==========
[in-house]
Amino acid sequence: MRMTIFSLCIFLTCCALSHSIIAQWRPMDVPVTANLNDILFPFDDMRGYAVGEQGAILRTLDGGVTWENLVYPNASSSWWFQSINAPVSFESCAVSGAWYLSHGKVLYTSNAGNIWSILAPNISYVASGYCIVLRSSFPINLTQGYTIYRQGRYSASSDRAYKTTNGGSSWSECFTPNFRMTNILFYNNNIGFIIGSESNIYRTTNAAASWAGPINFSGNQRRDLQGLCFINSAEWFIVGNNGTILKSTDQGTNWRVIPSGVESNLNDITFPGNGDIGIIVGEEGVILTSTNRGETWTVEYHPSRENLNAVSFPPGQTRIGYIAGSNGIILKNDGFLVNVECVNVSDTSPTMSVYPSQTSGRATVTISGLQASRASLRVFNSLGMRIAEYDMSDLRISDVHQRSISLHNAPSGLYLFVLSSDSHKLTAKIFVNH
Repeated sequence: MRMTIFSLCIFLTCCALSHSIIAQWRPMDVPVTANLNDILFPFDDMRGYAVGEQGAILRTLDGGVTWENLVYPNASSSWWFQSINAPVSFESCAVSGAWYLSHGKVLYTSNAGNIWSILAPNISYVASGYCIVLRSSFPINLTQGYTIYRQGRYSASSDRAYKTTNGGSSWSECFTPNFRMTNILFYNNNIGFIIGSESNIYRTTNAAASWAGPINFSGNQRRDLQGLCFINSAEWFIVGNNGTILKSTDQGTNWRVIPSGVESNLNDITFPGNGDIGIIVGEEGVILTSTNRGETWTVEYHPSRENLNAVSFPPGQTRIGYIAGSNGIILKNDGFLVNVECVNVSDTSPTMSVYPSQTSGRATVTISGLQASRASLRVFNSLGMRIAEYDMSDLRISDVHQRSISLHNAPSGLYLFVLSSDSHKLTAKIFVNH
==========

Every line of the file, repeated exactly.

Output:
[in-house]
Amino acid sequence: MRMTIFSLCIFLTCCALSHSIIAQWRPMDVPVTANLNDILFPFDDMRGYAVGEQGAILRTLDGGVTWENLVYPNASSSWWFQSINAPVSFESCAVSGAWYLSHGKVLYTSNAGNIWSILAPNISYVASGYCIVLRSSFPINLTQGYTIYRQGRYSASSDRAYKTTNGGSSWSECFTPNFRMTNILFYNNNIGFIIGSESNIYRTTNAAASWAGPINFSGNQRRDLQGLCFINSAEWFIVGNNGTILKSTDQGTNWRVIPSGVESNLNDITFPGNGDIGIIVGEEGVILTSTNRGETWTVEYHPSRENLNAVSFPPGQTRIGYIAGSNGIILKNDGFLVNVECVNVSDTSPTMSVYPSQTSGRATVTISGLQASRASLRVFNSLGMRIAEYDMSDLRISDVHQRSISLHNAPSGLYLFVLSSDSHKLTAKIFVNH
Repeated sequence: MRMTIFSLCIFLTCCALSHSIIAQWRPMDVPVTANLNDILFPFDDMRGYAVGEQGAILRTLDGGVTWENLVYPNASSSWWFQSINAPVSFESCAVSGAWYLSHGKVLYTSNAGNIWSILAPNISYVASGYCIVLRSSFPINLTQGYTIYRQGRYSASSDRAYKTTNGGSSWSECFTPNFRMTNILFYNNNIGFIIGSESNIYRTTNAAASWAGPINFSGNQRRDLQGLCFINSAEWFIVGNNGTILKSTDQGTNWRVIPSGVESNLNDITFPGNGDIGIIVGEEGVILTSTNRGETWTVEYHPSRENLNAVSFPPGQTRIGYIAGSNGIILKNDGFLVNVECVNVSDTSPTMSVYPSQTSGRATVTISGLQASRASLRVFNSLGMRIAEYDMSDLRISDVHQRSISLHNAPSGLYLFVLSSDSHKLTAKIFVNH